6. Access: The availability of the reported information on a reasonable and ongoing basis to news media, civic associations, and candidates (including opponents) or any other interested party. On this, I invite you to visit the web site of the Federal Election Commission of the United States at WWW.FEC.GOV as an example of unlimited access. You can do a search for the receipts of candidates for any US federal office. This unlimited access has assisted civic organizations and political parties to scrutinize the expenditures of candidates at a low marginal cost to them. These are the same actors which are fueling the raging debate on campaign finance in the US currently.
7. The publicity aspect is the monitoring and publicizing of the campaign information by the news media and civic groups to inform the public. No candidate wants negative publicity in a campaign period. This possibility has a dissuasive effect on the candidates and reinforces campaign finance regulations. For example, if a candidate can document only a fraction of the expenditures which are visible for his campaign, voters will start questioning the candidate and make their own judgement better.
8. The disclosure may be promoted through several means, including the issuance of press releases regarding the availability of candidate reports; the summarizing of candidates' reporting activities; organizing the information in a way that the amount of contribution and expenditure are easily understandable; allowing equal access to media, candidates, and the general public to candidate files.
9. Compliance to the law is also achieved by making the filing process of expenditures easier for candidates. For example, the distribution of a candidate information package which includes all pertinent forms and a laymen summary of what is expected from a candidate. The penalties and risks of not filing on time or properly should be made very clear in the form. Also, having candidate workshops prior to the election, where candidates, the news media, and interested parties can be «walked through» the election law, the administrative process, and get their questions answered on campaign financing. Similar packages can be prepared for the media, indicating in a more general manner what offices are open, the reporting dates (i.e. when they should come and analyze the information), who has filed to date, etc. By informing the media and making them active participants, the election commission increases public disclosure at a low cost.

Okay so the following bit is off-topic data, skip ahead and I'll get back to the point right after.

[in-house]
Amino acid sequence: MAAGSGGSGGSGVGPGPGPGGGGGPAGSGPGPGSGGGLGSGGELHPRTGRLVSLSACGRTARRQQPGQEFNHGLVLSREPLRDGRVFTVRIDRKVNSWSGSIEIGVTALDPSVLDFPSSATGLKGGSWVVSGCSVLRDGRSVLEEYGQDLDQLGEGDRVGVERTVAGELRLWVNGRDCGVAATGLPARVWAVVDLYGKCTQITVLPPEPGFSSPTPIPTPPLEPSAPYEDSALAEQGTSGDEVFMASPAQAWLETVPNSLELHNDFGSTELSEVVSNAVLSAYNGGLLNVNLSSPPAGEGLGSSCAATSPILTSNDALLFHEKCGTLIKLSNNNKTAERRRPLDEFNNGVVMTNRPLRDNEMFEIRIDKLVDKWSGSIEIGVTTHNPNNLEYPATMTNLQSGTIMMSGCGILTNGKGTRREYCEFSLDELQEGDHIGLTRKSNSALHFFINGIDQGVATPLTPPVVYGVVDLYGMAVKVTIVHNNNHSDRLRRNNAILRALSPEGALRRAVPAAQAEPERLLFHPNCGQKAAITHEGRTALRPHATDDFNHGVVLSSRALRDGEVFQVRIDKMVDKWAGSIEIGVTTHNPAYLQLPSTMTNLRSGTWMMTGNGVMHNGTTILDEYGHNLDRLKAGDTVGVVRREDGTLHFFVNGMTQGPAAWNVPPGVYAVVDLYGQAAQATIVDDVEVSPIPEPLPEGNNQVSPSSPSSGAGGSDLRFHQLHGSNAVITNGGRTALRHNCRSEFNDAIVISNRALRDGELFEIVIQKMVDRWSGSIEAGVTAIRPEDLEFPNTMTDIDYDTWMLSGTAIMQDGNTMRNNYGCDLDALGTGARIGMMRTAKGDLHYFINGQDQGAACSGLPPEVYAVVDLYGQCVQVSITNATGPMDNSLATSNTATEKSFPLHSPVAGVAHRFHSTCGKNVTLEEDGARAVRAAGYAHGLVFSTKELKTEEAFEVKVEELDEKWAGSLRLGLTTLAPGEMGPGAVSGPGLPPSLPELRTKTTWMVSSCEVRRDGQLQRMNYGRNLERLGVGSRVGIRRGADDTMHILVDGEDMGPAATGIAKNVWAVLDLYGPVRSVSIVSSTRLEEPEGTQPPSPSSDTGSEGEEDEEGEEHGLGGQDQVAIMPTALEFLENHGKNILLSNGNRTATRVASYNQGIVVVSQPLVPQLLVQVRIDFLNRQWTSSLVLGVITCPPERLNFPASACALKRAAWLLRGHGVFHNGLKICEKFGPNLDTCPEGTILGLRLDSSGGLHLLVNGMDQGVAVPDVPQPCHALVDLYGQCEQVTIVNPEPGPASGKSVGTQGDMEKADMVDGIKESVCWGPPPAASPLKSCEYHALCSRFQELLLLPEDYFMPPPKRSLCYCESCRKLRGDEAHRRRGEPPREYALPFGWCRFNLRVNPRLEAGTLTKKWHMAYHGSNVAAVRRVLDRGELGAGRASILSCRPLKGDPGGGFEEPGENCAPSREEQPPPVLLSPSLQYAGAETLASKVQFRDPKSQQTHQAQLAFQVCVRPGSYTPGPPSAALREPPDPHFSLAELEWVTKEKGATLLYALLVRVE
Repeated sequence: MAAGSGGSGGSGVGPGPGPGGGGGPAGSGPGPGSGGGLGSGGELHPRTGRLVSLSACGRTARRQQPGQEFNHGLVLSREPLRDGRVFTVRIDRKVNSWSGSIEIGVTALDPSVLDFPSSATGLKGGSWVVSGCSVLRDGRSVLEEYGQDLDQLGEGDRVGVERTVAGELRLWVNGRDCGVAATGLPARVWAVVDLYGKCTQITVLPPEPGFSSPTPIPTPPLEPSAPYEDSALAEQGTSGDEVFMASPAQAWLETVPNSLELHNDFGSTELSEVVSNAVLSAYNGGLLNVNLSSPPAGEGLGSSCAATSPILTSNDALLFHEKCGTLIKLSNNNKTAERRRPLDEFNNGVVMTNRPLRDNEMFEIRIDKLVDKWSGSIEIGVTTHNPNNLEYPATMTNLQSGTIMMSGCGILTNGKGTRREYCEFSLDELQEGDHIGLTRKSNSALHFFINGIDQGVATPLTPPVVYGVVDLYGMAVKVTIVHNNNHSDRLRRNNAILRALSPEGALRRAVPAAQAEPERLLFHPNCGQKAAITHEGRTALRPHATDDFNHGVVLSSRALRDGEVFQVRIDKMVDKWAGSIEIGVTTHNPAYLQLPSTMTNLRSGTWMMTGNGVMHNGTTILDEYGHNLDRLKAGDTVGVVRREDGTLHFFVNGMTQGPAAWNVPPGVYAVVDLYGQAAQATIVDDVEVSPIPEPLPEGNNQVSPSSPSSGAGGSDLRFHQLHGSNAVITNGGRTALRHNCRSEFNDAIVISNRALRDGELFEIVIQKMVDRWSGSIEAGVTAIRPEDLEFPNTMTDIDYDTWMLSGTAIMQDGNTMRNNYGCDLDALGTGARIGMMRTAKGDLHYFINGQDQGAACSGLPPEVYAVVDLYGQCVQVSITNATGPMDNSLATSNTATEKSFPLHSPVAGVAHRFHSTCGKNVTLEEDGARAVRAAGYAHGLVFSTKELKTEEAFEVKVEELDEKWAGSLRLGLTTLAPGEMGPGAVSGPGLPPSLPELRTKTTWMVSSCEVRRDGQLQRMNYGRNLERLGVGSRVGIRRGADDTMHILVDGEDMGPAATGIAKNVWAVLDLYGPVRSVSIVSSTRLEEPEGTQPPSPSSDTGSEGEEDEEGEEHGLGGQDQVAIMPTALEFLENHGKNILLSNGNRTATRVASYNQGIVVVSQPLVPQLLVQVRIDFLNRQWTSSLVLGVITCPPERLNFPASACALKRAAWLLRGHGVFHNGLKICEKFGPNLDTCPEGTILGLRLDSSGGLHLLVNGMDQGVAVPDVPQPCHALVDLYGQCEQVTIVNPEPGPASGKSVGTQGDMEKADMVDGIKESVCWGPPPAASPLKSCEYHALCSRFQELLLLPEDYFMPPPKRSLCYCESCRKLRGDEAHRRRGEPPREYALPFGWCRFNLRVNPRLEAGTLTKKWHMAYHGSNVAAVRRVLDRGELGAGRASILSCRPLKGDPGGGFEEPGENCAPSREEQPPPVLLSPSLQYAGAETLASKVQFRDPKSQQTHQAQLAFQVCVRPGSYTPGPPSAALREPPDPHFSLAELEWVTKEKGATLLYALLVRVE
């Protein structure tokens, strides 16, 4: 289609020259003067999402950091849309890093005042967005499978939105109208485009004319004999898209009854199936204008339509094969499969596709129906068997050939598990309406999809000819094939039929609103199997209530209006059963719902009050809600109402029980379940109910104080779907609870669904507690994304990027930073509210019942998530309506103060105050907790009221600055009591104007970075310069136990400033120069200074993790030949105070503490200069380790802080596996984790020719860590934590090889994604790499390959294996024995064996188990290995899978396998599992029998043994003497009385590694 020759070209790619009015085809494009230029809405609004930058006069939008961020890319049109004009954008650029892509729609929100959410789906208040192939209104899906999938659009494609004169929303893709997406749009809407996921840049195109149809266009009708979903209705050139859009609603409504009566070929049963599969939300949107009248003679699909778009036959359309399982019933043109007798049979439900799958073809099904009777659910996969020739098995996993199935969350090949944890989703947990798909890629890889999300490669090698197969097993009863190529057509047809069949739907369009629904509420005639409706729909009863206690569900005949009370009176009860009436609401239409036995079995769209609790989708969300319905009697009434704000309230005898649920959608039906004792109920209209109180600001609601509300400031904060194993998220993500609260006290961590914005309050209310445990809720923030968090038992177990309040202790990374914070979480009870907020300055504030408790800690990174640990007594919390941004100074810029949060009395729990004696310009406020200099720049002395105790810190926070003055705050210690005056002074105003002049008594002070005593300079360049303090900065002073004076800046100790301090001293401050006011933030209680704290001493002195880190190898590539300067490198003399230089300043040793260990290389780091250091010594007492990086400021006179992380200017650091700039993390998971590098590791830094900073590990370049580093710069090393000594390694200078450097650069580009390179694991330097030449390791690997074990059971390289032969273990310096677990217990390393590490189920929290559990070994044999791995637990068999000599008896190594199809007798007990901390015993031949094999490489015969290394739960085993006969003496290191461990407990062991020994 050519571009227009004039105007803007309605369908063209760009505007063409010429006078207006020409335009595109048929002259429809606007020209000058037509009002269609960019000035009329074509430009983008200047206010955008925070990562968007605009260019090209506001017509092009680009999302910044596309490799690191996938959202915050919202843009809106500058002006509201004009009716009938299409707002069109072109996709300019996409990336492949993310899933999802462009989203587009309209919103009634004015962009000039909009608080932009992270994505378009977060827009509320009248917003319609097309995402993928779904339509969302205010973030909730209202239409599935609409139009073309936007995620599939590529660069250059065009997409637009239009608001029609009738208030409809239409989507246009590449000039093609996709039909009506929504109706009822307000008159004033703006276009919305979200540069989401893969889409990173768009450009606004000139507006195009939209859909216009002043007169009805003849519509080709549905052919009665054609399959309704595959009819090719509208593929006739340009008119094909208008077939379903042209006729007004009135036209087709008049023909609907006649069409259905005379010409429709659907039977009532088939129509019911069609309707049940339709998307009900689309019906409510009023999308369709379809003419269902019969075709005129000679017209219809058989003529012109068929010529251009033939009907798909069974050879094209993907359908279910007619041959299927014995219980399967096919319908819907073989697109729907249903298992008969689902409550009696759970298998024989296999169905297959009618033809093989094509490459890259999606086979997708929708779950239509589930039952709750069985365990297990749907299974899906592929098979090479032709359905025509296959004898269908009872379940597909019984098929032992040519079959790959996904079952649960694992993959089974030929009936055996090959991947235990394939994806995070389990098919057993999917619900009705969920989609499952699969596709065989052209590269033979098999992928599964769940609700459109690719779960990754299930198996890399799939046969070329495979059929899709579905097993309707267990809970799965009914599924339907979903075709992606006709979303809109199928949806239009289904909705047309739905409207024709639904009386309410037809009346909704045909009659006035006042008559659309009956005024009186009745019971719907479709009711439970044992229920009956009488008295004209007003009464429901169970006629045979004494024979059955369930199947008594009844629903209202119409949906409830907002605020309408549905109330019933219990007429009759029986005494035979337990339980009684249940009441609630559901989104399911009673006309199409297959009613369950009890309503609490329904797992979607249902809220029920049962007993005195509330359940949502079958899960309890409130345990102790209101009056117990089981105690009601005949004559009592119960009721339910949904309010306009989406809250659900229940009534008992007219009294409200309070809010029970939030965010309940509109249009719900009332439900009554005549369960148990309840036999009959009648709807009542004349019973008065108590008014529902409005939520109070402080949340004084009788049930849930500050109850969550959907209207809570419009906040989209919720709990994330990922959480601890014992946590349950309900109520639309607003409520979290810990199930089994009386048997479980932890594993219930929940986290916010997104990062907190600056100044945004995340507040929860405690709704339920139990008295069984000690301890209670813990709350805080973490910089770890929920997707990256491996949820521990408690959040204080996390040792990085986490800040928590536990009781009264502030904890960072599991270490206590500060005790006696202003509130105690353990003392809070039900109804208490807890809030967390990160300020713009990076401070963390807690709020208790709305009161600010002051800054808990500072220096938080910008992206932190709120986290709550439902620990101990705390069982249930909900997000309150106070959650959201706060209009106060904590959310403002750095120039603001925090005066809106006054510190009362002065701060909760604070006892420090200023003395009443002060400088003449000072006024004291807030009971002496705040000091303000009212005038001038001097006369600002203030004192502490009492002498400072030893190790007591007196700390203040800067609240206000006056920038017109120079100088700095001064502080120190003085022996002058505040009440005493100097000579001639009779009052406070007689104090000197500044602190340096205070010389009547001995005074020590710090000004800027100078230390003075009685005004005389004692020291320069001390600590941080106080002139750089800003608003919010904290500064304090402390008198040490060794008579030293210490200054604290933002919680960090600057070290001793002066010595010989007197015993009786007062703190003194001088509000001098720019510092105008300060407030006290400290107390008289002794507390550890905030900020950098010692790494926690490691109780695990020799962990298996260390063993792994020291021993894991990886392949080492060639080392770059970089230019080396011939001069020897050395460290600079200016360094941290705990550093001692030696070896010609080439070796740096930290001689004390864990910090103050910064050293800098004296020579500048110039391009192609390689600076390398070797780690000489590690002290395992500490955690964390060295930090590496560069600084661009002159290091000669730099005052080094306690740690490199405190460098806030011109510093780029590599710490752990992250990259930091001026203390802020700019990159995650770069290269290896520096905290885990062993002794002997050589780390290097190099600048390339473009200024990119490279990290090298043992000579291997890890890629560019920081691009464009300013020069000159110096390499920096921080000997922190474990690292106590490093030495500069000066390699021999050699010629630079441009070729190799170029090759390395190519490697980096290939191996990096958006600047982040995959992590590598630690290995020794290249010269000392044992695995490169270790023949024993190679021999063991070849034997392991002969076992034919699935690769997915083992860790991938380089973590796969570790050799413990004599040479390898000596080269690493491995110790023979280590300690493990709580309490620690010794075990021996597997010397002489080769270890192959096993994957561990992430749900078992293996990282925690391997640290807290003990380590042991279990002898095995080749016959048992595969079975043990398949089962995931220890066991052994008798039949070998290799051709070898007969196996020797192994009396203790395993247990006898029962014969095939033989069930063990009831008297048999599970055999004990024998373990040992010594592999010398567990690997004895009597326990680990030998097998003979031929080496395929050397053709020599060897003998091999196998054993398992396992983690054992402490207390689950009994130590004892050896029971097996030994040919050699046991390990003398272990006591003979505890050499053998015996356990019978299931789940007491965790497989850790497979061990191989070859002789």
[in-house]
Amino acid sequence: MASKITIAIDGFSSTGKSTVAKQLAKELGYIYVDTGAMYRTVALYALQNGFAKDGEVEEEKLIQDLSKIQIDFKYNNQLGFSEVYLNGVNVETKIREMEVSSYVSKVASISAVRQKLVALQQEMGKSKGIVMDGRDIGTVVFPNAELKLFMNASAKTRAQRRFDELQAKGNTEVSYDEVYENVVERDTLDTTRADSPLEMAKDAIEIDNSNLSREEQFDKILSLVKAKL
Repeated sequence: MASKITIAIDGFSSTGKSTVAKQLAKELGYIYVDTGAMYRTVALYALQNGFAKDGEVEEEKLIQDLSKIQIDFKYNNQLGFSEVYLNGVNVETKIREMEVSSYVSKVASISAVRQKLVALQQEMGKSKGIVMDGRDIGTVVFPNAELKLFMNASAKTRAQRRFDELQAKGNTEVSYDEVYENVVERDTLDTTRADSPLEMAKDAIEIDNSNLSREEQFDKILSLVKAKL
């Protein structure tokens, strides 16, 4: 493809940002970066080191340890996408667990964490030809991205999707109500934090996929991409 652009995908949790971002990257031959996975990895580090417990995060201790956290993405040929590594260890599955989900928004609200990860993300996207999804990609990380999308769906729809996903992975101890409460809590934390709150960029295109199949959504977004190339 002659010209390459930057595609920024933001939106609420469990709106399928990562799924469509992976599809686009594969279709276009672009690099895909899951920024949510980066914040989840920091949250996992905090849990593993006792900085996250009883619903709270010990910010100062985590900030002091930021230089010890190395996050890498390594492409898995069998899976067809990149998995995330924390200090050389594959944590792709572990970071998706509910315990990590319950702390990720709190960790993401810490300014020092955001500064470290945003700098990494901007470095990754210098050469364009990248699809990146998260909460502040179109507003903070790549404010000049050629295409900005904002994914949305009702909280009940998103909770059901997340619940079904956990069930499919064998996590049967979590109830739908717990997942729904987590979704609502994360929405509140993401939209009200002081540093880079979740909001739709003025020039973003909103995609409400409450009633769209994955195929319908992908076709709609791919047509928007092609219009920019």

10. Finally, there should be appropriate penalties for violations of the law. IFES finds generally that penalties in the Russian electoral legislation are the equivalent of giving the choice between life and death. Either the penalty is very light (small fine) or very heavy (ex: loose your office once elected or the candidate's name is struck off the ballot). Penalties which are commensurate to the nature of the violation and give a margin to the Commission based on lack of wrongful intention, for example, will make enforcement of the law easier and more palatable to all.
11. All these issues are not uncommon and, as mentioned at the beginning, have no immediate solutions. Let me read you the list of complaints which IFES received from an election office not too long ago regarding issues with campaign financing:
- Large number of candidates makes it difficult to keep up with the pace of reports being submitted.
- Insufficient funding results in insufficient staff to monitor and audit reports.
- Inadequate enforcement powers.
- Candidates do not fully understand the requirement of the law and therefore do not follow them. Cumbersome rules and regulations make interpretation difficult for the candidates.
- Poorly designed and difficult to understand forms that must be compiled with.
- Candidates sometimes have difficulty in separating personal expenses from campaign expenses.
- Honesty of candidates to properly report transactions.
12. Can anyone guess where this election commission is? Could it be here in Russia? Well, this comes from a local level election commission from the US. Every country faces challenges, and nobody has a single wrong or right answer. This is why IFES is here and available to share your experience with other areas of the world and to make the expertise available. This way, at least, one can learn from the experiences of others and integrate the elements to their own issues.
13. Please feel free to contact us at IFES at anytime. We are always ready to assist you in your endeavors and provide research or comparative informational materials. Thank you for your kind patience and all the best to you in the coming national election year. We look forward to working with all of you. Thank you.